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The risk of ischemic heart disease with low-fat, high-carbohydrate diets
by: Michal R. Pijak
There is convincing scientific evidence that type of fat have a more important role in determining the risk of coronary heart disease(CHD) than total amount of fat in the diet.(1) However, because of misleading presentation of epidemiological data by some authors(1), the readers might be left with the impression that low-fat, high- carbohydrate diet is the best option for patients with CHD risk.
In fact, high- carbohydrate diets, in the absence of weight loss, can lead to both elevated triglyceride and reduced HDL cholesterol, effects that may be associated with increased risk for CHD.(2) Although these effects may be lessened with dietary fiber and moderate physical activity, they appear to be worse among individuals with insulin resistance.(3)
As reviewed by Kris-Etherton(4) adverse metabolic effects of low fat diet do not occur with substitution of monounsaturated (MUFA) or polyunsaturated (PUFA) fatty acids for saturated and trans-fatty acids. This is also the case for individuals with diabetes, with the added benefit of better glycaemic control.(5)
As predicted by metabolic studies, replacement of saturated fat, and even more so trans fatty acids with either PUFA or MUFA was associated with a larger reduction in risk of CHD than simple reduction of total fat consumption.(6) With respect to weight control, a moderate-fat diet can be as, or even more, effective that lower-fat diet. (6)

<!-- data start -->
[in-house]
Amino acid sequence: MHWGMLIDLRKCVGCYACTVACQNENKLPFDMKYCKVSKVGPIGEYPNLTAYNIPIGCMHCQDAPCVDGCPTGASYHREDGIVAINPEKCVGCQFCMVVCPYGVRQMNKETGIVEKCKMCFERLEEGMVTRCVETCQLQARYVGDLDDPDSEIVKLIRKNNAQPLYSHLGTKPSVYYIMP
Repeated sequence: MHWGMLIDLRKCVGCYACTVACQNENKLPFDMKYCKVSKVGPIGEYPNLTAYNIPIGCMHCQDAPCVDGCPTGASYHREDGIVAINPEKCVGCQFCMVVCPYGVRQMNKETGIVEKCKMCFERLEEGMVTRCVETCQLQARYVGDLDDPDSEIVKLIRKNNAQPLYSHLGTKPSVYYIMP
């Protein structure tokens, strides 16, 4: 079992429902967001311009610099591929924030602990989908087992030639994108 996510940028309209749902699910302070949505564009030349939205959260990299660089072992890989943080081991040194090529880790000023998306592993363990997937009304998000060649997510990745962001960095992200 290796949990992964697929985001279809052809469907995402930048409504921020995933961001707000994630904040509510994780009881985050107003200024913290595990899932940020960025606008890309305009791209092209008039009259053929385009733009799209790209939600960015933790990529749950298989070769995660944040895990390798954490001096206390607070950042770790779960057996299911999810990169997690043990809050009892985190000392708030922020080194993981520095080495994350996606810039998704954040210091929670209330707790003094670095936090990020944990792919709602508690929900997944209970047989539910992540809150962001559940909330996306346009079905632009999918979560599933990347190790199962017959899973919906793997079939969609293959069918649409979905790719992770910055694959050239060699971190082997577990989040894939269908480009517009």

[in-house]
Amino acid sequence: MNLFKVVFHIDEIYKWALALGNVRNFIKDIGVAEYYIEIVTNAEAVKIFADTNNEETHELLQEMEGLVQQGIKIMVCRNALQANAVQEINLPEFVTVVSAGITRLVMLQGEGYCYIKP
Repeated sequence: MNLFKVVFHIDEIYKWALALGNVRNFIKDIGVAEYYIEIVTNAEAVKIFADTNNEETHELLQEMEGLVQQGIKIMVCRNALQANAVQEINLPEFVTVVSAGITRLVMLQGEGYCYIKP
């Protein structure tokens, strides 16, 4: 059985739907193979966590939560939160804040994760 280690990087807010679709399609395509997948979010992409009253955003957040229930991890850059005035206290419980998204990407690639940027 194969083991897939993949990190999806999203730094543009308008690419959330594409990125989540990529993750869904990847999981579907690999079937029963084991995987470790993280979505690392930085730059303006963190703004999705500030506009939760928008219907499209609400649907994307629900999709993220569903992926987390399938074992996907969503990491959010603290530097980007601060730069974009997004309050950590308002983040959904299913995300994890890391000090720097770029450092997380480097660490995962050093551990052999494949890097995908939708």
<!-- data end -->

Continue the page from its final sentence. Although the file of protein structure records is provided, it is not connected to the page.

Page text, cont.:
1. Hu FB, Manson JE, Willet WC. Types of dietary fat and risk of coronary heart disease: a critical review. J Am Coll Nutr 2001;20:5-19.
2. Fung MA, Frohlich JJ. Common problems in the management of hypertriglyceridemia. CMAJ 2002;167:1261-6.
3. Jeppesen J, Schaaf P, Jones G, Zhou MY, Chen YD, Reaven GM. Effects of low-fat, high-carbohydrate diets on risk factors for ischemic heart disease in postmenopausal women. Am J Clin Nutr 1997;65:1027-33.
4. Kris-Etherton PM, Kris-Etherton PM, Binkoski AE, Zhao G, Coval SM, Clemmer KF, et al. Dietary fat: assessing the evidence in support of a moderate-fat diet; the benchmark based on lipoprotein metabolism. Proc Nutr Soc 2002;61:287-98.
5. Rivellese AA, De Natale C, Lilli S. Type of dietary fat and insulin resistance. Ann N Y Acad Sci 2002;967:329-35.
6. Krauss RM, Eckel RH, Howard B, Appel LJ, Daniels SR, Deckelbaum RJ et al. AHA Dietary Guidelines: revision 2000: A statement for healthcare professionals from the Nutrition Committee of the American Heart Association. Circulation. 2000;102:2284-99.

About the author:
Dr. Michal R. Pijak is a consultant in rheumatology, allergy and clinical immunology at the University Hospital in Bratislava, Slovakia

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